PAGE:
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Rethinking libposix in HelenOS

25 Aug 2017

Tags: HelenOS, porting, coastline, libposix and musl

My goal during the last HelenOS Camp was to bring QEMU into mainline. Unfortunately, due to some issues with the to-be-merged code I had to abandon this effort and start thinking whether we are porting POSIX applications to HelenOS the right way.

TL;DR – see summary below.

Porting software to HelenOS now

Currently (August 2017) we port POSIX applications to HelenOS with help of Coastline and libposix. Coastline takes care of running the configure & co. scripts with the right parameters while libposix provides a POSIX-like interface to them. libposix offers the same headers one would see in a UNIX-like distribution and emulates its functionality via HelenOS native API.

This approach worked well so far because generally the requirements on the headers were low – i.e. the applications we ported had required only the basic functions and data types. After all, with rather minimal set of headers we were able to port GCC and Python.

Bringing QEMU to mainline

As stated earlier, my goal during the camp was to finally integrate QEMU into HelenOS mainline (and Coastline). Jan Mareš did the actual porting but his work was not merged yet. Since the code changes were mostly located in libposix, it was rather easy to keep up with mainline changes and still get a functional qemu-system-i386 runnable inside HelenOS.

Jan had to add a lot of new headers because among the ported libraries were ncurses or SDL. Because the complexity of the headers started to pile up, headers were not written from scratch but taken from existing projects. But some of these headers are from GPL-licensed projects and such licensing would not mix well with BSD license we use.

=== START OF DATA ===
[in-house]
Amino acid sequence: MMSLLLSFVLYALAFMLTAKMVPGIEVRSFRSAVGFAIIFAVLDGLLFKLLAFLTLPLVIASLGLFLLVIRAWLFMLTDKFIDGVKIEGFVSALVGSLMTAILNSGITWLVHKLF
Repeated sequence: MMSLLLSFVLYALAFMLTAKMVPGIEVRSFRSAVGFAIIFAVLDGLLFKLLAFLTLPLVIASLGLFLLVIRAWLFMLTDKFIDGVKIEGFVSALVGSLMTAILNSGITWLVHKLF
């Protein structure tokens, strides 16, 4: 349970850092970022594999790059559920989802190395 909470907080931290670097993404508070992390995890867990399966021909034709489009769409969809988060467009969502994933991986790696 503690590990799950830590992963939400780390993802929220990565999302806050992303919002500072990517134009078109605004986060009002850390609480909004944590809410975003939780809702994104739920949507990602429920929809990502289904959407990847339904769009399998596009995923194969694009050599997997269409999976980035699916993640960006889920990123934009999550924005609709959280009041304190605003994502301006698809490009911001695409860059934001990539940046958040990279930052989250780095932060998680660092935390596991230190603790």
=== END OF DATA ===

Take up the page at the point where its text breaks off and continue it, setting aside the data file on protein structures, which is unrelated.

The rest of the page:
Therefore I decided to postpone the integration and instead solve the issue of headers in libposix first. Obviously, we can reuse headers from some BSD-licensed libraries. The downside would be that we would import huge blobs of code into our repository. But the current state is becoming unmaintainable because of many small workarounds.

For those not familiar with the situation, the problems we face when porting POSIX software to HelenOS are rather subtle. HelenOS offers some POSIX-like interfaces but often with deviations from the standard – as a small example, gettimeofday should return int, though the returned value is always zero. HelenOS also offers gettimeofday with the same signature except it returns void. Seems like a good idea when the function cannot fail but it complicates porting software that expects this function to be declared according to standard.

Better way to port software to HelenOS?

So I started thinking whether we cannot do it better. When looking for a reasonable implementation of POSIX headers I came across a small library called musl. The authors describe it as new standard library to power a new generation of Linux-based devices. It is a complete implementation of a Linux basic C library including all the necessary headers and implementation of standard functions. The library looked pretty well maintained and rather small so I was thinking that using their headers might be a solution for our POSIX emulation layer.